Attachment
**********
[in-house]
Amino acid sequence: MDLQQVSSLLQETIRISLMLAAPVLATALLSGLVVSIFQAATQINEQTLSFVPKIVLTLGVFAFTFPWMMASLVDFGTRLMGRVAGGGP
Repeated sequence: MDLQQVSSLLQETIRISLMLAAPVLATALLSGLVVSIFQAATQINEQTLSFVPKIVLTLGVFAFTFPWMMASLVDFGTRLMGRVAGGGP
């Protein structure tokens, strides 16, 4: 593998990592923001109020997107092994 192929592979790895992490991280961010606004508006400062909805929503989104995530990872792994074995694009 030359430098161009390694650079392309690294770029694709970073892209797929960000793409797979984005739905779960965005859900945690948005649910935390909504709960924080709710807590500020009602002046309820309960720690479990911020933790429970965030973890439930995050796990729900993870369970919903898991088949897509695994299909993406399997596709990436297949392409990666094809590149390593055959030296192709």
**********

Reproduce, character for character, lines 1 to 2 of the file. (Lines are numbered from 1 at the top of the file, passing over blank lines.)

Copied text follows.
[in-house]
Amino acid sequence: MDLQQVSSLLQETIRISLMLAAPVLATALLSGLVVSIFQAATQINEQTLSFVPKIVLTLGVFAFTFPWMMASLVDFGTRLMGRVAGGGP